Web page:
OBJECTIVES: To develop a consensus-based ultrasound (US) definition and quantification system for synovitis in rheumatoid arthritis (RA).
METHODS: A multistep, iterative approach was used to: (1) evaluate the baseline agreement on defining and scoring synovitis according to the usual practice of different sonographers, using both grey-scale (GS) (synovial hypertrophy (SH) and effusion) and power Doppler (PD), by reading static images and scanning patients with RA and (2) evaluate the influence of both the definition and acquisition technique on reliability followed by a Delphi exercise to obtain consensus definitions for synovitis, elementary components and scoring system.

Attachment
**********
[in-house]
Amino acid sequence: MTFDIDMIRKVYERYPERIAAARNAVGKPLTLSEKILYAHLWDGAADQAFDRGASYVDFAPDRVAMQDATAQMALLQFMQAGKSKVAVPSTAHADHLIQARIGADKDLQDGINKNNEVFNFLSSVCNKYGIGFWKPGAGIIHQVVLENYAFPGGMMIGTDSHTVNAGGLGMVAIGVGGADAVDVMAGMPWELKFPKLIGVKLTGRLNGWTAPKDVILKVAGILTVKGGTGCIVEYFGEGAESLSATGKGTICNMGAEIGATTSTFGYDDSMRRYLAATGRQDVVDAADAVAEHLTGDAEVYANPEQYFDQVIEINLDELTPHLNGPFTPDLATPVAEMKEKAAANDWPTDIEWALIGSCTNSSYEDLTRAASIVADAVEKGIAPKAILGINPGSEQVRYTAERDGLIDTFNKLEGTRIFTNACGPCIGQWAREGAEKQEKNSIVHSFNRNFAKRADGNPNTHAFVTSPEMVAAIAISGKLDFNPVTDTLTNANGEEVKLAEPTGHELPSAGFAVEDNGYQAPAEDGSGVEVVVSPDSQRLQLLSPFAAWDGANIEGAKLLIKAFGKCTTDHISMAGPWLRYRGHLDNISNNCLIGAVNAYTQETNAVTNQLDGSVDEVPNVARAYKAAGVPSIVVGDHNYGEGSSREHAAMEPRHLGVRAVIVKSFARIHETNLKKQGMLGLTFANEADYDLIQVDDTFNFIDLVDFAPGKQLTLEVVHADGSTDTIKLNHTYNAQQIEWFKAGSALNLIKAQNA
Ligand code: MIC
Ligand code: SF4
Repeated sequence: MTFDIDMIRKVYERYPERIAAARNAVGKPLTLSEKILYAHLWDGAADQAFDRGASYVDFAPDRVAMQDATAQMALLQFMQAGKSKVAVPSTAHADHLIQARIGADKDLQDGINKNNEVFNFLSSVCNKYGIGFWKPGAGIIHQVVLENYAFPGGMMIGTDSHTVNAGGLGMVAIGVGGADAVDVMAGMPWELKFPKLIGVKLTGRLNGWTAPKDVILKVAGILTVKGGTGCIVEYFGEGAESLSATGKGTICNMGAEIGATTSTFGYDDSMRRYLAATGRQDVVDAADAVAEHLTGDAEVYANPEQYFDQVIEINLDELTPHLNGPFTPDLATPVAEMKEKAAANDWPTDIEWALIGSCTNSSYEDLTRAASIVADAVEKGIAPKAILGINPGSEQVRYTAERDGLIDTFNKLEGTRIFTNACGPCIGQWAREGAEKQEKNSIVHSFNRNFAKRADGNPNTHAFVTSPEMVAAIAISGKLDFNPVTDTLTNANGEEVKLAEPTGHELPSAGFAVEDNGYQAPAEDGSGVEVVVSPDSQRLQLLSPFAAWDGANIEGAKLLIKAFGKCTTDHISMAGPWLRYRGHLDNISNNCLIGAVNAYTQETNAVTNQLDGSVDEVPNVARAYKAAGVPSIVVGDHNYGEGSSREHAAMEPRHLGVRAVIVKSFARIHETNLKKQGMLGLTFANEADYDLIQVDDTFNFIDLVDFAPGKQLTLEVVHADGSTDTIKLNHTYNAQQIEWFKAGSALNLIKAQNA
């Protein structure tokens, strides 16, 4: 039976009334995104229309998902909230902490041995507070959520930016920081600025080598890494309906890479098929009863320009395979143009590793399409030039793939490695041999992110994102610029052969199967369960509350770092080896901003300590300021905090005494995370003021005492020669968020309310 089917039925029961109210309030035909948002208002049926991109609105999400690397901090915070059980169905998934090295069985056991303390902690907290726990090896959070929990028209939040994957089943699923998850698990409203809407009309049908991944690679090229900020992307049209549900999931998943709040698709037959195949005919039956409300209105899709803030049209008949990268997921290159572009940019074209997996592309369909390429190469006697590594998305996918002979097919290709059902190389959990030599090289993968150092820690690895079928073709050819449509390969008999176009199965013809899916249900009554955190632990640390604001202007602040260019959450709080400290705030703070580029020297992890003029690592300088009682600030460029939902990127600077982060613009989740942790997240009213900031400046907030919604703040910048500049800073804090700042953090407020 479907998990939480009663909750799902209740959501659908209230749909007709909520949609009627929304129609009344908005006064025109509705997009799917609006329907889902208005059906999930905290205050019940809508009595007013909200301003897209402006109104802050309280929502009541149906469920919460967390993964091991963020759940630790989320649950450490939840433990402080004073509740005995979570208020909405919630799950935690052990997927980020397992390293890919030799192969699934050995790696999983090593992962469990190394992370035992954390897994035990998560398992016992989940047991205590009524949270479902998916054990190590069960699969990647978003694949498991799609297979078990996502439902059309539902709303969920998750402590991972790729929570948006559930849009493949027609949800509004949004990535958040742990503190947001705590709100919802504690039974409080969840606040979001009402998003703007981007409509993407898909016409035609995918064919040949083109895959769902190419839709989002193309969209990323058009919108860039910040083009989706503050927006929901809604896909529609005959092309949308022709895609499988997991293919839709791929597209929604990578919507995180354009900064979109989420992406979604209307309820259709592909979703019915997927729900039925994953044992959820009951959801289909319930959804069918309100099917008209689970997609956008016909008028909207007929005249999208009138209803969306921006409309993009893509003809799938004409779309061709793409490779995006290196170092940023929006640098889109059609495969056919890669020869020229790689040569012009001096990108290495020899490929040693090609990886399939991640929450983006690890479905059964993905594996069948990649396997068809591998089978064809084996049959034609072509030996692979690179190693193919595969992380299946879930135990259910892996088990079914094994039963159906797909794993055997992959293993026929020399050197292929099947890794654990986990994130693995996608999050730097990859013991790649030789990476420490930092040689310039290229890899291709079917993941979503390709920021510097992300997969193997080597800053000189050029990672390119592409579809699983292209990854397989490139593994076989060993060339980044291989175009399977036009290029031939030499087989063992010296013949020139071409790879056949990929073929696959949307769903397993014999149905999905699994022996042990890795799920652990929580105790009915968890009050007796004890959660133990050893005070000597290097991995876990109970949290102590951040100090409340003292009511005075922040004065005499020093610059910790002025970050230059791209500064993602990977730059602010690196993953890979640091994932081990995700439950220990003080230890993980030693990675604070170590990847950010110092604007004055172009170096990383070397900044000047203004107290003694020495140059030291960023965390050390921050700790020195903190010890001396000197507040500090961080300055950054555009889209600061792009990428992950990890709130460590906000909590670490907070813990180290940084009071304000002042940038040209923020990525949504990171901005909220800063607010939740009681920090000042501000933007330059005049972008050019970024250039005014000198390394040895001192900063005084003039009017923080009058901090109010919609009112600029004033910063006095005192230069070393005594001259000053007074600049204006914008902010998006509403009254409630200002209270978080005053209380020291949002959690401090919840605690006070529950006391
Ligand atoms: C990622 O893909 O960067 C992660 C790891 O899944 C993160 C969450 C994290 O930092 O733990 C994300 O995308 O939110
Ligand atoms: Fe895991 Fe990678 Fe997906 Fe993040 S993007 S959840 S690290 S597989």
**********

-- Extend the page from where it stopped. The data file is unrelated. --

RESULTS: Baseline reliability was highly variable but better for static than dynamic images that were directly acquired and immediately scored. Using static images, intrareader and inter-reader reliability for scoring PD were excellent for both binary and semiquantitative (SQ) grading but GS showed greater variability for both scoring systems (κ ranges: -0.05 to 1 and 0.59 to 0.92, respectively). In patient-based exercise, both intraobserver and interobserver reliability were variable and the mean κ coefficients did not reach 0.50 for any of the components. The second step resulted in refinement of the preliminary Outcome Measures in Rheumatology synovitis definition by including the presence of both hypoechoic SH and PD signal and the development of a SQ severity score, depending on both the amount of PD and the volume and appearance of SH.
CONCLUSION: A multistep consensus-based process has produced a standardised US definition and quantification system for RA synovitis including combined and individual SH and PD components. Further evaluation is required to understand its performance before application in clinical trials.